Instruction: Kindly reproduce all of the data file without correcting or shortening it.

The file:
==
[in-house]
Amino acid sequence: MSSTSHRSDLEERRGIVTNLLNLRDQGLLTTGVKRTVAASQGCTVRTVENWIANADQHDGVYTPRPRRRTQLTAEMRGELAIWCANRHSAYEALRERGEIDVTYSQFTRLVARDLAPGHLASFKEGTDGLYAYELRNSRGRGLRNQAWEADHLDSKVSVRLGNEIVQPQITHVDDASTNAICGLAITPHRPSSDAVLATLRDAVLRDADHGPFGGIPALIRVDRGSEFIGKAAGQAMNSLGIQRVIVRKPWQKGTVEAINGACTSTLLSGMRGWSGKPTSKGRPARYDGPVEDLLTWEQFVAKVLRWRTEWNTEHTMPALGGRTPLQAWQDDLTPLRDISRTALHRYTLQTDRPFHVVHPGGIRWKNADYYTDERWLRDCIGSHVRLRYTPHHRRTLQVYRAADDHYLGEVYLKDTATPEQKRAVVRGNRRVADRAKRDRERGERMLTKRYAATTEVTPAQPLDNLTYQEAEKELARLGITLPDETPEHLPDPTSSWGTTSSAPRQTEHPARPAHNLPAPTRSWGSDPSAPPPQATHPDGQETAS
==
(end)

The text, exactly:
[in-house]
Amino acid sequence: MSSTSHRSDLEERRGIVTNLLNLRDQGLLTTGVKRTVAASQGCTVRTVENWIANADQHDGVYTPRPRRRTQLTAEMRGELAIWCANRHSAYEALRERGEIDVTYSQFTRLVARDLAPGHLASFKEGTDGLYAYELRNSRGRGLRNQAWEADHLDSKVSVRLGNEIVQPQITHVDDASTNAICGLAITPHRPSSDAVLATLRDAVLRDADHGPFGGIPALIRVDRGSEFIGKAAGQAMNSLGIQRVIVRKPWQKGTVEAINGACTSTLLSGMRGWSGKPTSKGRPARYDGPVEDLLTWEQFVAKVLRWRTEWNTEHTMPALGGRTPLQAWQDDLTPLRDISRTALHRYTLQTDRPFHVVHPGGIRWKNADYYTDERWLRDCIGSHVRLRYTPHHRRTLQVYRAADDHYLGEVYLKDTATPEQKRAVVRGNRRVADRAKRDRERGERMLTKRYAATTEVTPAQPLDNLTYQEAEKELARLGITLPDETPEHLPDPTSSWGTTSSAPRQTEHPARPAHNLPAPTRSWGSDPSAPPPQATHPDGQETAS